Saturday, October 7, 2006

At The Hammer

The Hammer hosts the first American retrospective of German photographer Wolfgang Tilmans. An eclectic mix of work: some artsy, other essayist, most serendipitous, photoreporter-style.
The real surprise this time is with the Hammer's projects, especially the installation by Gert & Uwe Tobias [below right], two Romanian brothers who "use the dark mythologies and history of their native Transylvania as their subject, bringing age-old folktales and imagery into the realm of the present". Large wooden works and sculptures reminiscent of Miro, Kandinsky, Takis, et all.
Also noteworthy: Angela Dufresne's collage-style paintings with a Japanese feel [above left], and Christine Nguyen's gigantic mixed-media work covering the entrance staircase walls.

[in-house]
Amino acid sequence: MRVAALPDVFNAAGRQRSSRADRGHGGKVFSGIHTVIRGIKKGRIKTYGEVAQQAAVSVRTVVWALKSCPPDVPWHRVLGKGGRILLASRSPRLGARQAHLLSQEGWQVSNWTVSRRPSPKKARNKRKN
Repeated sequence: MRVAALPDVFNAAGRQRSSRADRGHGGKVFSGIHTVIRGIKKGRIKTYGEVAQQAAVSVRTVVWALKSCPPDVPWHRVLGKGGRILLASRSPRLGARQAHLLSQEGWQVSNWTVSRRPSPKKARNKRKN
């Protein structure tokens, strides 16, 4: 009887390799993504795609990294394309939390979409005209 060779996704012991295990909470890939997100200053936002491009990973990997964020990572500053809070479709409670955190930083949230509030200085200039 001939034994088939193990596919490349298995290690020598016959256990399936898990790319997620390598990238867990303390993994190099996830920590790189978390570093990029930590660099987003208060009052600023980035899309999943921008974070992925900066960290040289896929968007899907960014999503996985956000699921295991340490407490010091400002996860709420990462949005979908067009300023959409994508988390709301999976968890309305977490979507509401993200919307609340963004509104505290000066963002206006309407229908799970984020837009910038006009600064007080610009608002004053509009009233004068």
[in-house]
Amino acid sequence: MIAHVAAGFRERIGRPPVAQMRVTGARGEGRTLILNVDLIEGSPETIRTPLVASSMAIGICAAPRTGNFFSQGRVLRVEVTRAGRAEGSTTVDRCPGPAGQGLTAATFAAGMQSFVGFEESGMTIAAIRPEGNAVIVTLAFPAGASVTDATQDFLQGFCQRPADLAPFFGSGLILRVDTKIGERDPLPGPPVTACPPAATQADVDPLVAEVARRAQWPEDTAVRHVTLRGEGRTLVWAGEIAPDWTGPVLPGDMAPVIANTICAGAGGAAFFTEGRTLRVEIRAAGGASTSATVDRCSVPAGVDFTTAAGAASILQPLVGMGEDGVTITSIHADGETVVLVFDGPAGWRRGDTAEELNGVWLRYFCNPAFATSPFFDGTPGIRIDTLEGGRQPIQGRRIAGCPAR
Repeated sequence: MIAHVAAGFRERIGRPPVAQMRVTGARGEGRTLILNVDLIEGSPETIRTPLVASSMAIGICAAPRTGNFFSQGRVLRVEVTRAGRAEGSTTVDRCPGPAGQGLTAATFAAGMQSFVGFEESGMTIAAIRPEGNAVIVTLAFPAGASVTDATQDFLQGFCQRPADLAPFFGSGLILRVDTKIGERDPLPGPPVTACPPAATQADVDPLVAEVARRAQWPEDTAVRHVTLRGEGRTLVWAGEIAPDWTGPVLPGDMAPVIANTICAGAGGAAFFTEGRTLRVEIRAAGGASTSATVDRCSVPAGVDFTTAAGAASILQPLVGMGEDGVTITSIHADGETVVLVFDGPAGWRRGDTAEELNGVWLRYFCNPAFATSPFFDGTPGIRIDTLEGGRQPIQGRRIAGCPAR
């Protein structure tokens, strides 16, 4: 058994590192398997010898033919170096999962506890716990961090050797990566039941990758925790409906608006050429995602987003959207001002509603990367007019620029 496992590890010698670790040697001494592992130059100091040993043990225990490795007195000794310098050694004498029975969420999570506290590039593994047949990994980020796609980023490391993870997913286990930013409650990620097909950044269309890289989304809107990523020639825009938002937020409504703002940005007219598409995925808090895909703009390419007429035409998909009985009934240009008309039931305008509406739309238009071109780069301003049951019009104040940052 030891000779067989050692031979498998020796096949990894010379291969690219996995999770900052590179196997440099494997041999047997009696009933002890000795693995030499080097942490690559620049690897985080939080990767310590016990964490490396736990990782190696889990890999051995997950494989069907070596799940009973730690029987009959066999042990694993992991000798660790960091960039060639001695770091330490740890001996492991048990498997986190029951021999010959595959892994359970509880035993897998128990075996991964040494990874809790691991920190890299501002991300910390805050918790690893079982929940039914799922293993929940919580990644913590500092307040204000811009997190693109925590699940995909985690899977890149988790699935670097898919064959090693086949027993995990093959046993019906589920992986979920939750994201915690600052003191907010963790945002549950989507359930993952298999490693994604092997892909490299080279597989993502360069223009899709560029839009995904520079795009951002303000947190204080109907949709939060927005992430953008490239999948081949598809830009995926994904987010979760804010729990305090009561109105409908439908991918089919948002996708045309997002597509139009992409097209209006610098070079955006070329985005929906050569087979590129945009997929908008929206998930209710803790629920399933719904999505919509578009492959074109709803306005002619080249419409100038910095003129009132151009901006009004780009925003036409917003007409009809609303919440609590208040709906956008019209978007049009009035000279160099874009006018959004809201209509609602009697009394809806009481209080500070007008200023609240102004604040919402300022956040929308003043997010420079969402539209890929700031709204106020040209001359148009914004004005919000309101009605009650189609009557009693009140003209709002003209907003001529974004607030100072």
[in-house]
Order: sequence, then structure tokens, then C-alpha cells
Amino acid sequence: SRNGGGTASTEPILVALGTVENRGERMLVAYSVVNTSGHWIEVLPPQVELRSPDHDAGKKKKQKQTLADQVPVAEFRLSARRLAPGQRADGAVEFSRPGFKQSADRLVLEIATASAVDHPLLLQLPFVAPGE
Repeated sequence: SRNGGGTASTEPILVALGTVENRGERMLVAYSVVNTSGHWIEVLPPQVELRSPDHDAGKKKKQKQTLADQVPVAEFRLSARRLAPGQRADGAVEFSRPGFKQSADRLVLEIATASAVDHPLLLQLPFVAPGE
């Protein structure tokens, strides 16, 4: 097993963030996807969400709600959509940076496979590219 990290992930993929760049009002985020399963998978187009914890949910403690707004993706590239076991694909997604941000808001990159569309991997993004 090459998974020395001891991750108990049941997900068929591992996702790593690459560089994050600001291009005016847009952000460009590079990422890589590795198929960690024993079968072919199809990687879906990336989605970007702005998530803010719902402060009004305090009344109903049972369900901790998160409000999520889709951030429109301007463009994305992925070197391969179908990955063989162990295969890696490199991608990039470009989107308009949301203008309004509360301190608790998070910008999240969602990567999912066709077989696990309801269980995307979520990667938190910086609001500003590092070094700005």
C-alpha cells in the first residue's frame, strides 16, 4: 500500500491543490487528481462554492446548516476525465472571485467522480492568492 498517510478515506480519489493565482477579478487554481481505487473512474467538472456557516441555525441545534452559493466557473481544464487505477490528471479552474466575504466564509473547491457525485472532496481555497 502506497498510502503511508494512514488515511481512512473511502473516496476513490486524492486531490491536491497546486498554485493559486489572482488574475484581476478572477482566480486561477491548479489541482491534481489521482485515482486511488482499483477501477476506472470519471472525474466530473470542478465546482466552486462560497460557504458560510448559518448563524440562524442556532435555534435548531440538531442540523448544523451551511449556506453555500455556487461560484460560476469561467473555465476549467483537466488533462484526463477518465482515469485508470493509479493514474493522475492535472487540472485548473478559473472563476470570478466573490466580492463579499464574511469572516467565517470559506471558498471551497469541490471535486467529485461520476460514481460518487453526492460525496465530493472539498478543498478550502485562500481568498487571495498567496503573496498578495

A fun excursion, except for the traffic to get there and back: the Hammer does sit on one of the busiest corners of Los Angeles. As Kevin Roderick wrote in his book Wilshire Boulevard, "Wilshire at Westwood may be the most imposing of the forty thousand intersections in Los Angeles. Catching a red light ensures a long stoppage while a wave of cross traffic, left-turners and pedestrians takes precedence. Crossing on foot is not for the slow or bashful. Getting across Wilshire requires a high visibility crosswalk stroll past ten lanes of windshields filled with impatient drivers. No median breaks up the journey--you either make it across on the green light or you suffer the consequences." Above: the carrefour in the 1930s and now.
illustrations: 1 & 2 Hammer website/3 Roderick & LA Frog

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